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When Harlingen High School South senior Thomas Gonzales stepped out for his solo “Round Midnight” during a jazz competition at Texas A&M Kingsville last year, he couldn’t help but notice that the judges stopped taking notes, he said.

“One of the judges was just staring at me like this,” said Gonzales, who demonstrated by resting his chin on his hand with his elbow on the table, his eyes staring into the air waves. “I thought that was pretty cool to see that reaction. They are always writing stuff down, so to see them just listening struck me.”

After the performance, Dr. Oscar Diaz, an assistant professor for trombone at TAMUK, approached Gonzales to talk to him about his performance, Gonzales said. At that moment, Gonzales knew he wanted to be a professional musician, and he soon decided that TAMUK would be the place for him to further his pursuit of that dream.

There have been a lot of success stories in the Gonzales’s music career.

As a sophomore, he placed in the first chair for tenor trombone at the all regional jazz auditions. His next year, he improved in the all state audition, placing in the fourth chair for the state band. This year he finally achieved the elusive spot of third chair all state, which placed him in the first jazz band with the best student musicians in Texas.

“Because I made the all state band, I’ll be performing at (Texas Music Educators Association annual conference),” Gonzales said. “I’m pretty excited about going because its a pretty cool event. They have music books and professional musicians are there. I know students who have gone in the past just to go, but it means something to me to be going to perform and to go for free.”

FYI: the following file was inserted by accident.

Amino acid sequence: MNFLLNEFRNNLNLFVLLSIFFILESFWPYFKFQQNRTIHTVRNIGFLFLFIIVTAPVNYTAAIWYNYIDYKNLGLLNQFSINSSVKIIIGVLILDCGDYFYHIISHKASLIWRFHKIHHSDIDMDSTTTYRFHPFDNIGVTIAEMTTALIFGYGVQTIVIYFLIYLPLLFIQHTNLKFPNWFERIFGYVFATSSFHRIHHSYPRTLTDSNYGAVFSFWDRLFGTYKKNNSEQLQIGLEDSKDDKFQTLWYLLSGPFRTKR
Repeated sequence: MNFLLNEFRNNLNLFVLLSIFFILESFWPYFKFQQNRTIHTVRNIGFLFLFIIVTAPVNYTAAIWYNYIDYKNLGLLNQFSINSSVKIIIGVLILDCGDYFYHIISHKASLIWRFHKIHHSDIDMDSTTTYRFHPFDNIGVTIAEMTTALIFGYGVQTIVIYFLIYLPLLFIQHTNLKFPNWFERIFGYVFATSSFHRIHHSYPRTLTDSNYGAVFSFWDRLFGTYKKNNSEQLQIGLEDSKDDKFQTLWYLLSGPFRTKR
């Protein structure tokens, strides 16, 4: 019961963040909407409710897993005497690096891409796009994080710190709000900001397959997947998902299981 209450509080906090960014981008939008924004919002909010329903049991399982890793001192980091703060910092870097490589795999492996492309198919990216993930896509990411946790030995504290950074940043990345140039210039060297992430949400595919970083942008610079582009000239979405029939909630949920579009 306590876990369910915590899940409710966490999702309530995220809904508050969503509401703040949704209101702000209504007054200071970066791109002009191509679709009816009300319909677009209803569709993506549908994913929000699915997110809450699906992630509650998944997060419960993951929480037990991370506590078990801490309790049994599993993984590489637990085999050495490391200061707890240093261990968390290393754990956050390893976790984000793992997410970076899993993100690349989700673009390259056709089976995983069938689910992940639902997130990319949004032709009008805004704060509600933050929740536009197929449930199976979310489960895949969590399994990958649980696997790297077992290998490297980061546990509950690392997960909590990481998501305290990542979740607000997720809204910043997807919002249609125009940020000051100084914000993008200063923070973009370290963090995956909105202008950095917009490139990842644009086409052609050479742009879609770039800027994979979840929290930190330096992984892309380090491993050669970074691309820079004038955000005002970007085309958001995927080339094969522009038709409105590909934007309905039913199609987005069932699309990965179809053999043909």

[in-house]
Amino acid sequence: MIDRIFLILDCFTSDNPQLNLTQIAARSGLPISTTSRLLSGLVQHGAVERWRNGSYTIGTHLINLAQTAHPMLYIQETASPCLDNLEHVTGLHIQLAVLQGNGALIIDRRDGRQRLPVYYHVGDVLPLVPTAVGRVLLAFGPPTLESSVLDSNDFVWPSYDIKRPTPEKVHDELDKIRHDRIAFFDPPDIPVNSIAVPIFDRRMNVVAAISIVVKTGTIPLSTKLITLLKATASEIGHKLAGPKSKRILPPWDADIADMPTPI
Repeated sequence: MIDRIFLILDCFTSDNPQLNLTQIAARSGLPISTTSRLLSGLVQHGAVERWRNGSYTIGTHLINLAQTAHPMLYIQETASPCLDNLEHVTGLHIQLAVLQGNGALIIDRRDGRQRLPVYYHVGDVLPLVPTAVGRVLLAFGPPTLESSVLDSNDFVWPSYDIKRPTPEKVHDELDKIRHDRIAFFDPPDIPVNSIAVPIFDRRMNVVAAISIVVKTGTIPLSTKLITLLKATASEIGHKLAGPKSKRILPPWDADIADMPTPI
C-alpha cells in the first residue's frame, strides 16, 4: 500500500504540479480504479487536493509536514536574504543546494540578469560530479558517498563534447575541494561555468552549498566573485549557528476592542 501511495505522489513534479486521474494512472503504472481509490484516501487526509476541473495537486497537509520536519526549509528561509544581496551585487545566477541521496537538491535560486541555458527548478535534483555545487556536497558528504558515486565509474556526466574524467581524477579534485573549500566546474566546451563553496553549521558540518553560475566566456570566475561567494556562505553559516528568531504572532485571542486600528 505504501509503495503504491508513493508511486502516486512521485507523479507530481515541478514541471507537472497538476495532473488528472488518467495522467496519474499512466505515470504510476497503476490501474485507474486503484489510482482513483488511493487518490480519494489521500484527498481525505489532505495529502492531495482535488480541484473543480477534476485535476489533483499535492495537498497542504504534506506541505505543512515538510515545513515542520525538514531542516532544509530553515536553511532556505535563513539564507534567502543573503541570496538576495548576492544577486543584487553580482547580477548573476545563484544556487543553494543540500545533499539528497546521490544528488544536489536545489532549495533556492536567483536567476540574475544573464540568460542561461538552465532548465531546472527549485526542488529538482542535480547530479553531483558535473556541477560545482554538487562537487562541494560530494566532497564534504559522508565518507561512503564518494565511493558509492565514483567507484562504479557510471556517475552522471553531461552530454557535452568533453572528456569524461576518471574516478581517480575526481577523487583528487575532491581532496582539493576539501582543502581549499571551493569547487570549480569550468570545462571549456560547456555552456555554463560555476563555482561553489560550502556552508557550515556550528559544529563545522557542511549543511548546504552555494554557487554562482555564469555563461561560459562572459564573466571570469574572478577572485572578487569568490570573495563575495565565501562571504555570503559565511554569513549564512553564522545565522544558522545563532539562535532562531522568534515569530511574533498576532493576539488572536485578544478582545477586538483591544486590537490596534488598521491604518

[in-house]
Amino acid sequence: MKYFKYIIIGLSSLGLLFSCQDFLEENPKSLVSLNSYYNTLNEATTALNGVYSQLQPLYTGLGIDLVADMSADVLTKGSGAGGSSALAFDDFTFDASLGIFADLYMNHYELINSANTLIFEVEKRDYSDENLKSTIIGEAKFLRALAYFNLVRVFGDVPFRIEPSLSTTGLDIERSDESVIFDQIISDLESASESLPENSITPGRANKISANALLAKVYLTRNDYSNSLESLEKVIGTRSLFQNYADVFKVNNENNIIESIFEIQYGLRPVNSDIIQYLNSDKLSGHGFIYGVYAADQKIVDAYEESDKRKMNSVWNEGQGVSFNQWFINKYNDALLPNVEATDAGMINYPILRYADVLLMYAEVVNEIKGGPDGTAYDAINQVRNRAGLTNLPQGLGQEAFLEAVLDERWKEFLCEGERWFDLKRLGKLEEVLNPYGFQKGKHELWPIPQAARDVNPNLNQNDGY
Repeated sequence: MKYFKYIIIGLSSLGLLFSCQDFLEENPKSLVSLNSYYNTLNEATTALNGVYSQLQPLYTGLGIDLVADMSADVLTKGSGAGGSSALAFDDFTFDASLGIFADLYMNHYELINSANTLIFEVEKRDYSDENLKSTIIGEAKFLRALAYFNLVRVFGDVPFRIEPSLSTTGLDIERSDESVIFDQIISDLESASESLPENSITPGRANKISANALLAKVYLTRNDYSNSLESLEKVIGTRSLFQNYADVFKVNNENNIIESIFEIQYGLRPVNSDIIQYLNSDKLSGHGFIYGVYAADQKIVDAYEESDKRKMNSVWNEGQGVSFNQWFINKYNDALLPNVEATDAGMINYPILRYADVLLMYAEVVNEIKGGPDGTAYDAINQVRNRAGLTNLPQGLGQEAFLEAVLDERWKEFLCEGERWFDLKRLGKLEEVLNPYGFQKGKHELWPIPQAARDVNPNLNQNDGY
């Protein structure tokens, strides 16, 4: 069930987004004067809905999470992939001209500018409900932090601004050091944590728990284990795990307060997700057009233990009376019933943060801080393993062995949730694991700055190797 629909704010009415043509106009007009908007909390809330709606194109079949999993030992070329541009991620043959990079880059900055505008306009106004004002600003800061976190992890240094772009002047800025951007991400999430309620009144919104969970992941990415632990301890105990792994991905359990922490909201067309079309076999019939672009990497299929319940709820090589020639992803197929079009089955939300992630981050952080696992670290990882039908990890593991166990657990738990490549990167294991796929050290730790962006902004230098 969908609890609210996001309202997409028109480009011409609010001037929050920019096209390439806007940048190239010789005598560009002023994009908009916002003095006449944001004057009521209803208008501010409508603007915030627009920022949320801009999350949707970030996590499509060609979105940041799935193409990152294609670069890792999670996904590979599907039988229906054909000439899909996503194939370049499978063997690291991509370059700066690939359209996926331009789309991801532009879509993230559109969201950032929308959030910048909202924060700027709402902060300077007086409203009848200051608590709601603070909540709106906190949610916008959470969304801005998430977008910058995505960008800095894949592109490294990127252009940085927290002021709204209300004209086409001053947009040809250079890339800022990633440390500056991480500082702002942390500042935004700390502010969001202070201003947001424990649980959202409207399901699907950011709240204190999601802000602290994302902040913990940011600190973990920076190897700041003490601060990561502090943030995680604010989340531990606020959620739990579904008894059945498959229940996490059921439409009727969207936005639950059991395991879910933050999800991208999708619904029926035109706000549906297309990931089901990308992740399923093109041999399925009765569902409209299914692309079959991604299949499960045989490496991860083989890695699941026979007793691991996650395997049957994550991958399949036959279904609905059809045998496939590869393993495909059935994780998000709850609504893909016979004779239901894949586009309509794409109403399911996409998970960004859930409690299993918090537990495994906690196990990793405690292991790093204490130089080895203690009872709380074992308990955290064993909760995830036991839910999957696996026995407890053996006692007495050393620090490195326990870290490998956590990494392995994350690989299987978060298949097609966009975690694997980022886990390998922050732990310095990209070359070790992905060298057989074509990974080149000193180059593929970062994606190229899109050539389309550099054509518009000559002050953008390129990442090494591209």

Despite the successes of this mop top student with a big smile and big ambition, his first few years in music did not go as smooth as his trombone sound.

Gonzales started playing the trumpet in sixth grade, he said. But when he got braces in sixth grade, he had to pick another instrument. Once he chose trombone, his next challenge was learning his instrument without having a trombone of his own to take home.

“I still don’t have my own instrument,” said Gonzales, who is currently saving up to buy his own trombone, which will cost between $6,000 and $12,000. “A lot of the kids in sixth grade had parents who would rent them an instrument, or they would pay in payments for an instrument. It made it easier for them to have more practice time. So in middle school, I didn’t have the opportunity to take my instrument home to practice.”

“My main goal is to be a professional jazz musician, either in my own group or in a duet or trio,” Gonzales said. “There’s a lot of little trios that can play regular gigs and make money. It’s just fun to play, which is why I’m going into music.”

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